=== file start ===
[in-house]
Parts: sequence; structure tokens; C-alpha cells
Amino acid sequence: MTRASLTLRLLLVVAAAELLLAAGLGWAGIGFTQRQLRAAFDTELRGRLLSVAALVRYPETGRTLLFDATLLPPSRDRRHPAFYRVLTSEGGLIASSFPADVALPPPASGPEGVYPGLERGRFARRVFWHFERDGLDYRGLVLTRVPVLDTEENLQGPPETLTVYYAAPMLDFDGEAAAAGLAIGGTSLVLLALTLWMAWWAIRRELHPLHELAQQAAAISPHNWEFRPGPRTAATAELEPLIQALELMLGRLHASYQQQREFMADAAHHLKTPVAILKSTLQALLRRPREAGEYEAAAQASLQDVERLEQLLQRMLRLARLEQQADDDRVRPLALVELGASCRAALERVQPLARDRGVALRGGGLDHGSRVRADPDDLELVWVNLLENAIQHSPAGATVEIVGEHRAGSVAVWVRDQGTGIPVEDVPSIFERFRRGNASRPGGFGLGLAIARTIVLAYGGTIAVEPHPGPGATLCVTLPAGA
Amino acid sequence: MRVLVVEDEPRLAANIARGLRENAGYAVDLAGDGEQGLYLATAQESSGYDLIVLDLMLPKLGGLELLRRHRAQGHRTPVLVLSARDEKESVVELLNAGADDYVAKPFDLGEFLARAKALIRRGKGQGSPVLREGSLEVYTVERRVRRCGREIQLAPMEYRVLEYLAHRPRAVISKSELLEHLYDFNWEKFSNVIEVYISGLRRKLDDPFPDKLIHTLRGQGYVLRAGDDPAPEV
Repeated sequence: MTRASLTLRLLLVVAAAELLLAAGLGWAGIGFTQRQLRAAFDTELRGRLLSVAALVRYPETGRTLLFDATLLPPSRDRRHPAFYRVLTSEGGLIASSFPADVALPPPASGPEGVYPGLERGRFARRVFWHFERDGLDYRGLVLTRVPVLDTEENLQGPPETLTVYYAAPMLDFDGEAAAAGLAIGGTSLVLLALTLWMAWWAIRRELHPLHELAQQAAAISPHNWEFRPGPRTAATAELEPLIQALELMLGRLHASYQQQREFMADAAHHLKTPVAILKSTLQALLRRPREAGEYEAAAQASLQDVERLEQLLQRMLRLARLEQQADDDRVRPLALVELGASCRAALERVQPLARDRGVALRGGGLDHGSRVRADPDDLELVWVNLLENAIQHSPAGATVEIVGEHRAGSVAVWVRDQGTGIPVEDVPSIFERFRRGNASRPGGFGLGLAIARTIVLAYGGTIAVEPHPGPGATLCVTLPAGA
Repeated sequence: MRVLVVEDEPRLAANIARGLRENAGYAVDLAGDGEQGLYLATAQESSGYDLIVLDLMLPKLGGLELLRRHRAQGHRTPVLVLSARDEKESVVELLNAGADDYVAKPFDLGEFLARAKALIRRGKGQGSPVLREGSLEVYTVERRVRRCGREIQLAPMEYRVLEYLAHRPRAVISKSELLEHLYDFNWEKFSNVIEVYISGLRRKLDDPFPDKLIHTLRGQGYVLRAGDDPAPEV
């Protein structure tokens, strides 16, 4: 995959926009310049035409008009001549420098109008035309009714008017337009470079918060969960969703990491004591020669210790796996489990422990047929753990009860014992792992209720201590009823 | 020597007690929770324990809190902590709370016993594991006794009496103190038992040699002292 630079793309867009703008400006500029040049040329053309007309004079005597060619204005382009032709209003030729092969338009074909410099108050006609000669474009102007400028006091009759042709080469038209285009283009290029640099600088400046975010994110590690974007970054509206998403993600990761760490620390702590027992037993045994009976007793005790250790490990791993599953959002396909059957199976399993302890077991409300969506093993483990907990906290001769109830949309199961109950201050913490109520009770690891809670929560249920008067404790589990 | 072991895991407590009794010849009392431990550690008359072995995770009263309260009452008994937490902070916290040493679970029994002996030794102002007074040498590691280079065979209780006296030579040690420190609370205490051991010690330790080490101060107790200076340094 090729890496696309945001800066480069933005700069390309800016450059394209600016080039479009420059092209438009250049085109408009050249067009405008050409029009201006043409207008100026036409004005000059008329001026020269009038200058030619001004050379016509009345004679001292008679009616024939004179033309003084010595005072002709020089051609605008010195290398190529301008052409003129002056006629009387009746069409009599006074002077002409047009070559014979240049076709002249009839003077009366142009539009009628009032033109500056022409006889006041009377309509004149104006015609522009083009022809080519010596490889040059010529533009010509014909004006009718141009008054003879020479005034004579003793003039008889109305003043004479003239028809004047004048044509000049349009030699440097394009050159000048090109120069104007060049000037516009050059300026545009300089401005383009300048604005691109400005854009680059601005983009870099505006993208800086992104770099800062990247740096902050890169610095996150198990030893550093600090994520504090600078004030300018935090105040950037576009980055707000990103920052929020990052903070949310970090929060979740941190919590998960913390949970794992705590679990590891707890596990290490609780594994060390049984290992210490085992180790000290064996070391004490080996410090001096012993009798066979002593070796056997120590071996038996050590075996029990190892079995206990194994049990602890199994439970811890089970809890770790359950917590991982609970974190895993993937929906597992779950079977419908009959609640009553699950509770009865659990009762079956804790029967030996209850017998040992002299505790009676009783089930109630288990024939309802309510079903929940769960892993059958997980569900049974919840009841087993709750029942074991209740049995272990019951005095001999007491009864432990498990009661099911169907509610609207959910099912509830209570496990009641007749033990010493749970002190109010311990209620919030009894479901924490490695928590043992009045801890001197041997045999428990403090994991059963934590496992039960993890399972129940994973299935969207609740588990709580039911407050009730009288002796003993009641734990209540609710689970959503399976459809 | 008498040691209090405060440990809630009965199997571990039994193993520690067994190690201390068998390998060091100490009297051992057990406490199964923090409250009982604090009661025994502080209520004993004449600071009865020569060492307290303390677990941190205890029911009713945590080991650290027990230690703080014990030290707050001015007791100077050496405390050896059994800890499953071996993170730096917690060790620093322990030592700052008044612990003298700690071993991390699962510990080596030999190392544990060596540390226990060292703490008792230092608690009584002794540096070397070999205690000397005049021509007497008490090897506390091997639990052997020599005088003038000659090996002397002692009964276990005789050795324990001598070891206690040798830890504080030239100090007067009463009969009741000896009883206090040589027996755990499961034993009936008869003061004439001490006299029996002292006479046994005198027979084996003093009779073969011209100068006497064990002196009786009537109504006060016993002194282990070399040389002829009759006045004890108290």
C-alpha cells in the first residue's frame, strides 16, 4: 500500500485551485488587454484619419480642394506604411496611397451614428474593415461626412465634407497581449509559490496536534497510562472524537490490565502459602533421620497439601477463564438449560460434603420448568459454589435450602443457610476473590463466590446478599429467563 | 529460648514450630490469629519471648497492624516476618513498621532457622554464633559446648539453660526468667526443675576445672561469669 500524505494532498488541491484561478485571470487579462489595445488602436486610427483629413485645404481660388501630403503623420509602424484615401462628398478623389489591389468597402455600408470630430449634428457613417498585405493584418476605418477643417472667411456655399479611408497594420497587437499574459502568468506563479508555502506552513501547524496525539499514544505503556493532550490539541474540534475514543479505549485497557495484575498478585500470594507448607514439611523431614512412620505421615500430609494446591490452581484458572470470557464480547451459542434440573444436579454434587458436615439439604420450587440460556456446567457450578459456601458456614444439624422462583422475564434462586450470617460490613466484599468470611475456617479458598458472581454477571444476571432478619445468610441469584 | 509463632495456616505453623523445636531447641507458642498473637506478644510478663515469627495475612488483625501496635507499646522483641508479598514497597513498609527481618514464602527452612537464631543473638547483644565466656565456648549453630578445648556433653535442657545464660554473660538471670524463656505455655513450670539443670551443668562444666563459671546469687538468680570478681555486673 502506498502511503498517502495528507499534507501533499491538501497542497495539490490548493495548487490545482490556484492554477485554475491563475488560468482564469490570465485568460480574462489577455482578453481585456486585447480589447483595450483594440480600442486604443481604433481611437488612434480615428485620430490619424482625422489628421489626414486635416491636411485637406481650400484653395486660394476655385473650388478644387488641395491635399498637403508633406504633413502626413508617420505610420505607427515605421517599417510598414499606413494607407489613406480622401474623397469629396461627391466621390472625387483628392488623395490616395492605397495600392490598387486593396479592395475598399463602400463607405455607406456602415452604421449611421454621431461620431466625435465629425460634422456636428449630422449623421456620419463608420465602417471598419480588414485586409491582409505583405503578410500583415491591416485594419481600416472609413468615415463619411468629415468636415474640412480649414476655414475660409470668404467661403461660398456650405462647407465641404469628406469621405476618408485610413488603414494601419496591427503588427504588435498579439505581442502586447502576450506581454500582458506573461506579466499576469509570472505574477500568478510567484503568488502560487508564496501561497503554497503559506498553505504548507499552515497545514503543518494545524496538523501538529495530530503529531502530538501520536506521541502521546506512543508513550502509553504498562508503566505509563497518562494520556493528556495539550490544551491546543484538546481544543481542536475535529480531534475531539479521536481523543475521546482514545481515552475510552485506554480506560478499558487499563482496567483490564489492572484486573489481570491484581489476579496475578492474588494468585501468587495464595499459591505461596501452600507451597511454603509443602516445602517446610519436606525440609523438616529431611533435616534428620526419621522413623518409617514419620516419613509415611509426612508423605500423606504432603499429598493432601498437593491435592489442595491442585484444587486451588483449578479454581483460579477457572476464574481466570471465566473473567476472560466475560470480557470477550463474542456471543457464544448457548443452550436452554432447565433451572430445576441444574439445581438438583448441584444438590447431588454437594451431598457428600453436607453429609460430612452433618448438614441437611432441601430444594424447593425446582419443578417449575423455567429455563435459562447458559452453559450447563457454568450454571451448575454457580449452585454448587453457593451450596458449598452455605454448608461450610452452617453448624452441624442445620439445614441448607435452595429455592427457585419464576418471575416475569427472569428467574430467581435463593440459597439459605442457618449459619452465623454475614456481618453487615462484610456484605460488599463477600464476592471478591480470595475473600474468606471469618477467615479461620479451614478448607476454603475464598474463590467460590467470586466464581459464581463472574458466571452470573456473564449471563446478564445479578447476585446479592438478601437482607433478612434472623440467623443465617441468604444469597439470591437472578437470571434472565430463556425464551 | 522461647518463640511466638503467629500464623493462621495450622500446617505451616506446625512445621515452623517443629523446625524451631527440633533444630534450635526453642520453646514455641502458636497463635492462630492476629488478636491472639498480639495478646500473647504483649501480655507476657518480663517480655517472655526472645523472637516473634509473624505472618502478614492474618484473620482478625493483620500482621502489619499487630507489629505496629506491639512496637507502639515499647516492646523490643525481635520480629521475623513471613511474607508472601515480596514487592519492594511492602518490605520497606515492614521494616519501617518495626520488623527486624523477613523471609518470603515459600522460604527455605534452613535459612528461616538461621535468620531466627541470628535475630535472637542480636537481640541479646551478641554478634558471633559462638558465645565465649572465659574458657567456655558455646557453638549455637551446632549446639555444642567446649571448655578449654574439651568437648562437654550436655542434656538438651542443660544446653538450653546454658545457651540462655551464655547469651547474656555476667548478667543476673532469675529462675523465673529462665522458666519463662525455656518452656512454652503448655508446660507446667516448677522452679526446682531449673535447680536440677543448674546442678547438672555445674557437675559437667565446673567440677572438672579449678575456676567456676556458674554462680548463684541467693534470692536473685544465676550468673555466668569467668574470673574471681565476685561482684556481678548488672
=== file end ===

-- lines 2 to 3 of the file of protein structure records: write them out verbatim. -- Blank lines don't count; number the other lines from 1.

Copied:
Parts: sequence; structure tokens; C-alpha cells
Amino acid sequence: MTRASLTLRLLLVVAAAELLLAAGLGWAGIGFTQRQLRAAFDTELRGRLLSVAALVRYPETGRTLLFDATLLPPSRDRRHPAFYRVLTSEGGLIASSFPADVALPPPASGPEGVYPGLERGRFARRVFWHFERDGLDYRGLVLTRVPVLDTEENLQGPPETLTVYYAAPMLDFDGEAAAAGLAIGGTSLVLLALTLWMAWWAIRRELHPLHELAQQAAAISPHNWEFRPGPRTAATAELEPLIQALELMLGRLHASYQQQREFMADAAHHLKTPVAILKSTLQALLRRPREAGEYEAAAQASLQDVERLEQLLQRMLRLARLEQQADDDRVRPLALVELGASCRAALERVQPLARDRGVALRGGGLDHGSRVRADPDDLELVWVNLLENAIQHSPAGATVEIVGEHRAGSVAVWVRDQGTGIPVEDVPSIFERFRRGNASRPGGFGLGLAIARTIVLAYGGTIAVEPHPGPGATLCVTLPAGA